Baby carrots have evolved over the past few years. The variety was first discovered back in the ’80s when a farmer sought to find a productive use for broken or misshapen carrots discarded after harvest. The carrots were whittled down to small-sized carrots, which consumers found easy to eat and more convenient than the regular carrots that needed peeling and cutting.

The main difference between baby carrots and regular carrots is evident if you take a closer look at the core of each. While the baby carrot has a smaller core, the regular carrot has a large core.


To many, this might come as a surprise, but the thin-tall bugs green tops on baby carrots are edible. They are not just palatable but are loaded with many valuable nutrients and are super delicious.


Baby carrots grow in a vegetative state, which means they don’t have flowers.


Mike Yurosek, a California carrot farmer, discovered baby carrots in the 1980s. In 1986, Yurosek realized that most of his carrots couldn’t be sealed and sold because they were ‘ugly’ in the sense that they weren’t the shape and size that could be sold. Instead of discarding these carrots as he used to do before, the farmer used the industrial bean cutter to shape the carrots into what we now call “baby carrots.”

Amazingly, the success of these baby carrots was incredible. By the year 1987, consumption of carrots went up by 30%. Today, baby carrots comprise about 70% of carrot sales in the United States.

Immature roots of a growing carrot plant are at times harvested as a result of thinning. Also, specific carrot cultivars have previously been grown for use in the baby stage. Amsterdam Forcing is one such cultivar. The process was created by Beechnut farms and subsequently sold to Zellwin farms. By 2006, almost ¾ of the baby carrots grown in the US came from California. Grimmway Farms and Bolthouse Farms are the world’s biggest commercial growers, processors, and distributors of baby carrots.

Because of the peeling and shaping of the baby carrots, some nutrients are lost. Nevertheless, baby carrots are still packed with many nutrients.

How To Prepare

Many people eat baby carrots raw, but the carrots can also be cooked into a wide variety of dishes. Cooked baby carrots are a common ingredient in stews and soups. Add the freshly shredded carrots to a veggie salad, or dip the baby carrots in hummus. Roasting baby carrots brings out the natural sweetness.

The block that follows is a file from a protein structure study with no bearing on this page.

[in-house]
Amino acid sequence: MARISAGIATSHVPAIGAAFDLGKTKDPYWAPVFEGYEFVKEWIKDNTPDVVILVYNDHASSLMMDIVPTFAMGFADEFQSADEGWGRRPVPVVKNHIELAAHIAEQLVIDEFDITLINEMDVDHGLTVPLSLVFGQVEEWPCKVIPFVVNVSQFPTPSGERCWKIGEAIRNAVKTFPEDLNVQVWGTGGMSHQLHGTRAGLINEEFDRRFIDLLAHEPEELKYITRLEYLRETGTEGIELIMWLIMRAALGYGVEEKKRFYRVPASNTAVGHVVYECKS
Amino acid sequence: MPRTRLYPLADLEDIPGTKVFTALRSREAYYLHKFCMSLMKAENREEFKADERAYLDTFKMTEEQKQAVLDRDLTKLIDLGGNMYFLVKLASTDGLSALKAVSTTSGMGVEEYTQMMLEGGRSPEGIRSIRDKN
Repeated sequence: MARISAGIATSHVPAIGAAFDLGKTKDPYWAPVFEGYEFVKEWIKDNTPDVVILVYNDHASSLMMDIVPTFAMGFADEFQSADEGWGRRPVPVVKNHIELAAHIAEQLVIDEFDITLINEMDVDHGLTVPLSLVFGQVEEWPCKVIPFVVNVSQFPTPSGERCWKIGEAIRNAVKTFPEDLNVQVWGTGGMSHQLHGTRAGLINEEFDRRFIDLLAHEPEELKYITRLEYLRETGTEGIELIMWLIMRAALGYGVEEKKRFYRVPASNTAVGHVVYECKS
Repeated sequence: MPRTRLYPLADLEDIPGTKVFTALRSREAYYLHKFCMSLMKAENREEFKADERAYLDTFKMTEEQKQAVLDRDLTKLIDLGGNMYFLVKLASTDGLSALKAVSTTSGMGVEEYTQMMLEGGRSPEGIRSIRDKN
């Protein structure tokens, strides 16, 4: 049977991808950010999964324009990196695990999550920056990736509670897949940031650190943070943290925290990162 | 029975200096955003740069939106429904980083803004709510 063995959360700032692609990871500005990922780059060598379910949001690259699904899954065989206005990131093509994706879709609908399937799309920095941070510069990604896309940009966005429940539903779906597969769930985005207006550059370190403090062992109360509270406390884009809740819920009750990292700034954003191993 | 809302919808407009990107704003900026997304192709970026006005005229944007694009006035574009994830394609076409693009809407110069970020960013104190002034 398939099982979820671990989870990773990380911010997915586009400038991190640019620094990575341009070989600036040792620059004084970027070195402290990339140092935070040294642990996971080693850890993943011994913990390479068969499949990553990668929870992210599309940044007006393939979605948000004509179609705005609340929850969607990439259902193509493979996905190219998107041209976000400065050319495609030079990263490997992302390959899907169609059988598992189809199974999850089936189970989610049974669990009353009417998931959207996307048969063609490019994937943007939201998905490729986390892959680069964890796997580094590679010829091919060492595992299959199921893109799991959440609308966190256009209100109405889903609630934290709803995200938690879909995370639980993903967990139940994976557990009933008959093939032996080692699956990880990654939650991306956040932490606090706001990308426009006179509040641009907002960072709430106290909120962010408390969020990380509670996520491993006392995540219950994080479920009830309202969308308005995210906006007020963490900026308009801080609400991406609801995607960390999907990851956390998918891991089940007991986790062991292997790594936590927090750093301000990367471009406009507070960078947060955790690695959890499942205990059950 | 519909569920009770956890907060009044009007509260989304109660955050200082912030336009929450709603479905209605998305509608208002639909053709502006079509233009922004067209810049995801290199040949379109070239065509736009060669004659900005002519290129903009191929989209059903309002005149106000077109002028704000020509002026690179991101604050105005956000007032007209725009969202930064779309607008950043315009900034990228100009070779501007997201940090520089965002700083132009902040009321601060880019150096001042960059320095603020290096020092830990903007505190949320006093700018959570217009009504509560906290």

Also, you can blend them into a smoothie or use baby carrots to make juice. Also, carrots might be marinated and sliced thin as a topping or side dish. If you eat baby carrots raw, either consume them plain or pick a nutritious dip to improve their health benefits.

Storage Tips And Food Safety

Since their skin has been removed, baby carrots have a shorter lifespan than regular carrots. If stored in a refrigerator, baby carrots can stay fresh for a maximum of four weeks. However, manufacturers don’t recommend freezing baby carrots. However, according to the USDA[xii], frozen carrots can remain fresh for up to 3 months.


When are baby carrots best?

Baby carrots are commercially grown all year round, and you can find them in your local grocery store at any time of year. They are commonly found fully peeled and packaged in small bags, which means you don't have to wash or peel them before eating.

How to buy baby carrots?

When buying baby carrots, always check out the "use by" date on the label. Wetness in the packaging is normal. It's filtered water that keeps the carrots hydrated.

Are baby carrots similar to regular carrots?

Most baby carrots found in the UK and the US supermarkets are essentially what's called "baby cuts" – made from longer regular carrots, which have been peeled and cut into small sizes. The baby carrots are specially bred to be sweeter, coreless, and smaller than regular carrots.

Do you have to wash the baby carrots?

No, although there is no harm in washing them. The only thing that washing does is to remove the dirt that might be on the surface of the carrot. It doesn't clean off any bacteria.

How many baby carrots can you eat in a single day?

A baby carrot provides about four calories. One serving is around eight baby carrots, which translates to about 30 calories, two and a half grams of fiber, and about twice your daily recommended intake of vitamin A.

How do I know when baby carrots are bad?

Baby carrots go bad, just like regular carrots. While it's not easy to bend something that short, check out for pungent smells, slimy texture, and any visible mold.



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  2. [ii] McRae MP. Dietary fiber Is beneficial for the prevention of cardiovascular disease: An umbrella review of meta-analyses. J Chiropr Med. 2017;16(4):289-299. doi:10.1016/j.jcm.2017.05.005
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  11. [xi] Oral allergy syndrome (OAS) or pollen fruit syndrome (PFS). American Academy of Allergy, Asthma & Immunology.